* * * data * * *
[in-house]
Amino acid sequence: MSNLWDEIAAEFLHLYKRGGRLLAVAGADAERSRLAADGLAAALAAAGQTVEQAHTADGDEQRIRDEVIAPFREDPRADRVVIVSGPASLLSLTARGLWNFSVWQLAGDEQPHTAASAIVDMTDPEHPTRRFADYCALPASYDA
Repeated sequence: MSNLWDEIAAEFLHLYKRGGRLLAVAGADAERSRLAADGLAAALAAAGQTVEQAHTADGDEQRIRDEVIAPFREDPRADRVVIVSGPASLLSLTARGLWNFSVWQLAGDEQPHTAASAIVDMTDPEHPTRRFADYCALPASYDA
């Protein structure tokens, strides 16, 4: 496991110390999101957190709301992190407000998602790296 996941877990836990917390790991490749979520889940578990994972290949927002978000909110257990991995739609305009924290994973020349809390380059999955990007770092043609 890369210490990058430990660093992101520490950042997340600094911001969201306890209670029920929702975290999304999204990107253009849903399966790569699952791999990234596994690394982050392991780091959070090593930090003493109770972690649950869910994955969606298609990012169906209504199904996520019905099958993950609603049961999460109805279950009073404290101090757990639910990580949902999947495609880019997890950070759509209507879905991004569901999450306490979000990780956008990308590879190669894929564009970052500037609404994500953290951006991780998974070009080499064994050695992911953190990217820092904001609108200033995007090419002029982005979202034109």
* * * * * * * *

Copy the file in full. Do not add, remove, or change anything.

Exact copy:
[in-house]
Amino acid sequence: MSNLWDEIAAEFLHLYKRGGRLLAVAGADAERSRLAADGLAAALAAAGQTVEQAHTADGDEQRIRDEVIAPFREDPRADRVVIVSGPASLLSLTARGLWNFSVWQLAGDEQPHTAASAIVDMTDPEHPTRRFADYCALPASYDA
Repeated sequence: MSNLWDEIAAEFLHLYKRGGRLLAVAGADAERSRLAADGLAAALAAAGQTVEQAHTADGDEQRIRDEVIAPFREDPRADRVVIVSGPASLLSLTARGLWNFSVWQLAGDEQPHTAASAIVDMTDPEHPTRRFADYCALPASYDA
């Protein structure tokens, strides 16, 4: 496991110390999101957190709301992190407000998602790296 996941877990836990917390790991490749979520889940578990994972290949927002978000909110257990991995739609305009924290994973020349809390380059999955990007770092043609 890369210490990058430990660093992101520490950042997340600094911001969201306890209670029920929702975290999304999204990107253009849903399966790569699952791999990234596994690394982050392991780091959070090593930090003493109770972690649950869910994955969606298609990012169906209504199904996520019905099958993950609603049961999460109805279950009073404290101090757990639910990580949902999947495609880019997890950070759509209507879905991004569901999450306490979000990780956008990308590879190669894929564009970052500037609404994500953290951006991780998974070009080499064994050695992911953190990217820092904001609108200033995007090419002029982005979202034109």